• If you have Visual Studio 2008 then you will need to download and install XNA Game Studio 3.1.
  • If you have Visual Studio 2010 then you will need to download and install XNA Game Studio 4.0.

In this article, I will be using Visual Studio 2010 and XNA Game Studio 4.0 but everything I show here should be applicable to Visual Studio 2008 and XNA Game Studio 3.1. If something is specific to XNA Game Studio 4.0, I will try to provide an alternative for those using XNA Game Studio 3.1. But hopefully this case is very rare.

Creating A New Project

Before we can start developing the next-gen state-of-the-art blockbuster game, we need to create a new game project in Visual Studio.

Launch Visual Studio and select “File -> New -> Project…” from the main menu.

Visual Studio 2010 - Add New Project

Visual Studio 2010 - Add New Project

You will be presented with the New Project dialog box shown below.

Visual Studio 2010 - New Project Dialog

Visual Studio 2010 - New Project Dialog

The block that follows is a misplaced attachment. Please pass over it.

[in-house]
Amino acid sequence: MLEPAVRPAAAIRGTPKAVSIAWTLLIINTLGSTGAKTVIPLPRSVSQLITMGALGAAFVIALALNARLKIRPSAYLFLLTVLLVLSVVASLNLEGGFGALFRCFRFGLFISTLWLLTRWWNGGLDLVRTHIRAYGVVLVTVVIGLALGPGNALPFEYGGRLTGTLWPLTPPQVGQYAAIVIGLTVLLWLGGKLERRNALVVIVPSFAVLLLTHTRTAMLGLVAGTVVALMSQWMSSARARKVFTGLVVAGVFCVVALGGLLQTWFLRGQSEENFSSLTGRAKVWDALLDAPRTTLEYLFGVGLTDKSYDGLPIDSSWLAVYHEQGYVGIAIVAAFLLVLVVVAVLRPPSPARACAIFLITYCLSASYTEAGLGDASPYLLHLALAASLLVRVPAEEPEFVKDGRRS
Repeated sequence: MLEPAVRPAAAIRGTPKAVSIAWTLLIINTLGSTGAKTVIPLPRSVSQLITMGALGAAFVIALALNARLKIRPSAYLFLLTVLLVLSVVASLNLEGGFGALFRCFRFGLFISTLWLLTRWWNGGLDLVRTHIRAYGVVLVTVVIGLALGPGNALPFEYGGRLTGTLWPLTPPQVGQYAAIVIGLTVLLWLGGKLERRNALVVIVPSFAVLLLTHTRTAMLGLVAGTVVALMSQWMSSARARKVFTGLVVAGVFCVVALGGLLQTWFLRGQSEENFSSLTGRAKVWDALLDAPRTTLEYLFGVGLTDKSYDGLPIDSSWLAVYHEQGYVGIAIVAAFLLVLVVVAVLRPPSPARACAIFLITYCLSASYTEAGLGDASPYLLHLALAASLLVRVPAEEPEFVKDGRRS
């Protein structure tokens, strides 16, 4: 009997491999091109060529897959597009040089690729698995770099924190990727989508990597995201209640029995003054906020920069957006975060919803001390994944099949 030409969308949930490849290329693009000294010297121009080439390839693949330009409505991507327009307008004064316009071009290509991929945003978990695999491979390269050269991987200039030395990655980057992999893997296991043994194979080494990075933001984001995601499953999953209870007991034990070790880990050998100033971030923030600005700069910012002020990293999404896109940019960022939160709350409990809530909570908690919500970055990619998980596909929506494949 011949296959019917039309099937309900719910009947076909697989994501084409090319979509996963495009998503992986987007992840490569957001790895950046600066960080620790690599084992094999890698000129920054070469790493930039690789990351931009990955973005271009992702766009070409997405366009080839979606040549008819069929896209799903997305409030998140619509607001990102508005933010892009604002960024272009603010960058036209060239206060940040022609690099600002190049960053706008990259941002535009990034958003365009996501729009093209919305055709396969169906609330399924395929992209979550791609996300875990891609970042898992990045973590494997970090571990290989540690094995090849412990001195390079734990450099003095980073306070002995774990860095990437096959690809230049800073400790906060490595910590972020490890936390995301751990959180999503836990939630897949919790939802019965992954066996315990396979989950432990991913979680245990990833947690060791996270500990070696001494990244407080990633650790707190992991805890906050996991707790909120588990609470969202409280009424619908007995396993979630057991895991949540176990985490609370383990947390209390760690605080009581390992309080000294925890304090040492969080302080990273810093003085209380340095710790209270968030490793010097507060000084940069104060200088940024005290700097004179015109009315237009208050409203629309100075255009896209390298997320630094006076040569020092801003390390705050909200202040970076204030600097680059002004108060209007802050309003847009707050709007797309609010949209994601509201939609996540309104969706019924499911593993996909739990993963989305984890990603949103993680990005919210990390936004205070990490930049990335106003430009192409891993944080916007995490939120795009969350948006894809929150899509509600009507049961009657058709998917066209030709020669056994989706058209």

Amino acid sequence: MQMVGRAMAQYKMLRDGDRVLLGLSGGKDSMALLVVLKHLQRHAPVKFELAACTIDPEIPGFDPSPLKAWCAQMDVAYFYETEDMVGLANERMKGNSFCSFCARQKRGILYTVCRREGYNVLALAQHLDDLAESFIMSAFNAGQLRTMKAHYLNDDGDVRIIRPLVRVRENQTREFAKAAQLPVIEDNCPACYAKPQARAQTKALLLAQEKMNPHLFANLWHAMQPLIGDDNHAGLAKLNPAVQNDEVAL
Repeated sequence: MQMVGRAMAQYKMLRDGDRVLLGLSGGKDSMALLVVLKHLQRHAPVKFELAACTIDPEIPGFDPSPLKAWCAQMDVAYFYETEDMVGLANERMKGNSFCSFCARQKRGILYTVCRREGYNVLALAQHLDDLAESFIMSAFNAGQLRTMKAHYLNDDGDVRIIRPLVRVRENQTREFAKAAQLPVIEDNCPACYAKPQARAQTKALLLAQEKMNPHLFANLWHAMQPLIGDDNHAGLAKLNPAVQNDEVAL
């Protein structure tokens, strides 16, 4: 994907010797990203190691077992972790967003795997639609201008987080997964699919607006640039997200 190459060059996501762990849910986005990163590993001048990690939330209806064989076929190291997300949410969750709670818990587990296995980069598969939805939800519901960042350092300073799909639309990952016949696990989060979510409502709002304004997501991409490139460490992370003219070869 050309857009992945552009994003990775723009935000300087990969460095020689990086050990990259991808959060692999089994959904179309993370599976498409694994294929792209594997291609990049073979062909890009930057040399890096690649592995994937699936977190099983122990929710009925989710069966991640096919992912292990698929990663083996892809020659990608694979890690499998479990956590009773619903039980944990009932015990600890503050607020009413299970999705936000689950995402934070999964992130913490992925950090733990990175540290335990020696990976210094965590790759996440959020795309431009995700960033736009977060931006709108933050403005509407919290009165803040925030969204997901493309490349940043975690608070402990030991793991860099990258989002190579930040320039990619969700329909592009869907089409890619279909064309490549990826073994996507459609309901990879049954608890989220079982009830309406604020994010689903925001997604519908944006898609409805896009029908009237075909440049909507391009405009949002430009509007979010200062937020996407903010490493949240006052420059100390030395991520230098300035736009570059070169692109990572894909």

From the “Templates” pane, expand the “Visual C#” option and select “XNA Game Studio 4.0” template option as shown in the image above. For Visual Studio 2008 users, you will select the “XNA Game Studio 3.1” template option.

The right-pane will display the available project templates that you can choose from. Choose the “Windows Game” template to create a new game project.

If you have XNA Game Studio 4.0 installed, you will also see templates for Windows Phone Game and Windows Phone Game Library. Usually you will first create a Windows Game even if you want to target this device. Later when you are ready to deploy your game to the phone platform or the XBox 360 platform, you will convert your Windows Game project to a project that targets one of these platforms.

Converting your Windows Game project to target one of these two platforms is beyond the scope of this article but I would like to create an article later that deploys a Windows Game to the XBox 360 platform.